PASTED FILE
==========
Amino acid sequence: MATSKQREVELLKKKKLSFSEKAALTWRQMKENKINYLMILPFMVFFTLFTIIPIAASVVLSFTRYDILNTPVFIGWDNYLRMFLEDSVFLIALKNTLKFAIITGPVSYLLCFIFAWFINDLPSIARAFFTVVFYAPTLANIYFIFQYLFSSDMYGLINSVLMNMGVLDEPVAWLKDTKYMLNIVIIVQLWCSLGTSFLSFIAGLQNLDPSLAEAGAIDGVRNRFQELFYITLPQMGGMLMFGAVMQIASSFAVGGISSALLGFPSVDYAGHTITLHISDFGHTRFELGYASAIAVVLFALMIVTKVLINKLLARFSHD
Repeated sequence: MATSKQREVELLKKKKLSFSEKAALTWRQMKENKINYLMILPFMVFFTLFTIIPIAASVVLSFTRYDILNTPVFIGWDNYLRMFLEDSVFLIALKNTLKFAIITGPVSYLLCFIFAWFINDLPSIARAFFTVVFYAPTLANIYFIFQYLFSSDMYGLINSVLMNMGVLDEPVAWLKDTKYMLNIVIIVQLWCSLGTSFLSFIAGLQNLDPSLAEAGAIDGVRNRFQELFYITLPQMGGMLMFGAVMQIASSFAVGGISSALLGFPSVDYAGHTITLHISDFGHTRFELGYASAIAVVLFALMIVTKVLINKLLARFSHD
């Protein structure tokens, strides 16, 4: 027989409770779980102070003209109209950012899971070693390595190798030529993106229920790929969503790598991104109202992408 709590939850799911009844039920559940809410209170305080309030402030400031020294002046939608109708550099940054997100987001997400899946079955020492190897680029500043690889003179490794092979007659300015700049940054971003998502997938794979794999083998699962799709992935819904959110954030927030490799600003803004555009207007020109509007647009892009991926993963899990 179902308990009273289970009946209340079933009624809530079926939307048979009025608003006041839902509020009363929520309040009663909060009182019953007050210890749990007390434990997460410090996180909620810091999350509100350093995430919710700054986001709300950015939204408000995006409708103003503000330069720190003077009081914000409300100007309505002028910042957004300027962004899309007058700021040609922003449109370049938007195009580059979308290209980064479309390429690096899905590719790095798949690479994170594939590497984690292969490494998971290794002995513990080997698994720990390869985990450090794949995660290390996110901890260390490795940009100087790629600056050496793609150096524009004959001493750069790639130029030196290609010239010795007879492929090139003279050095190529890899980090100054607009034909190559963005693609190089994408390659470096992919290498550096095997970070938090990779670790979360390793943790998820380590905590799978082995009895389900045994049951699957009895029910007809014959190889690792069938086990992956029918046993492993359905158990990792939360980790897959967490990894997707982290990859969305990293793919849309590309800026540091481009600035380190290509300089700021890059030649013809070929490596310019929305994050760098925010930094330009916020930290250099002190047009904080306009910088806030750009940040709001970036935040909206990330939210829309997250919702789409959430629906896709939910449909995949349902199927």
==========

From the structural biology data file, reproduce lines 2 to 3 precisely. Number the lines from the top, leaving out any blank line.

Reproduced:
Repeated sequence: MATSKQREVELLKKKKLSFSEKAALTWRQMKENKINYLMILPFMVFFTLFTIIPIAASVVLSFTRYDILNTPVFIGWDNYLRMFLEDSVFLIALKNTLKFAIITGPVSYLLCFIFAWFINDLPSIARAFFTVVFYAPTLANIYFIFQYLFSSDMYGLINSVLMNMGVLDEPVAWLKDTKYMLNIVIIVQLWCSLGTSFLSFIAGLQNLDPSLAEAGAIDGVRNRFQELFYITLPQMGGMLMFGAVMQIASSFAVGGISSALLGFPSVDYAGHTITLHISDFGHTRFELGYASAIAVVLFALMIVTKVLINKLLARFSHD
């Protein structure tokens, strides 16, 4: 027989409770779980102070003209109209950012899971070693390595190798030529993106229920790929969503790598991104109202992408 709590939850799911009844039920559940809410209170305080309030402030400031020294002046939608109708550099940054997100987001997400899946079955020492190897680029500043690889003179490794092979007659300015700049940054971003998502997938794979794999083998699962799709992935819904959110954030927030490799600003803004555009207007020109509007647009892009991926993963899990 179902308990009273289970009946209340079933009624809530079926939307048979009025608003006041839902509020009363929520309040009663909060009182019953007050210890749990007390434990997460410090996180909620810091999350509100350093995430919710700054986001709300950015939204408000995006409708103003503000330069720190003077009081914000409300100007309505002028910042957004300027962004899309007058700021040609922003449109370049938007195009580059979308290209980064479309390429690096899905590719790095798949690479994170594939590497984690292969490494998971290794002995513990080997698994720990390869985990450090794949995660290390996110901890260390490795940009100087790629600056050496793609150096524009004959001493750069790639130029030196290609010239010795007879492929090139003279050095190529890899980090100054607009034909190559963005693609190089994408390659470096992919290498550096095997970070938090990779670790979360390793943790998820380590905590799978082995009895389900045994049951699957009895029910007809014959190889690792069938086990992956029918046993492993359905158990990792939360980790897959967490990894997707982290990859969305990293793919849309590309800026540091481009600035380190290509300089700021890059030649013809070929490596310019929305994050760098925010930094330009916020930290250099002190047009904080306009910088806030750009940040709001970036935040909206990330939210829309997250919702789409959430629906896709939910449909995949349902199927």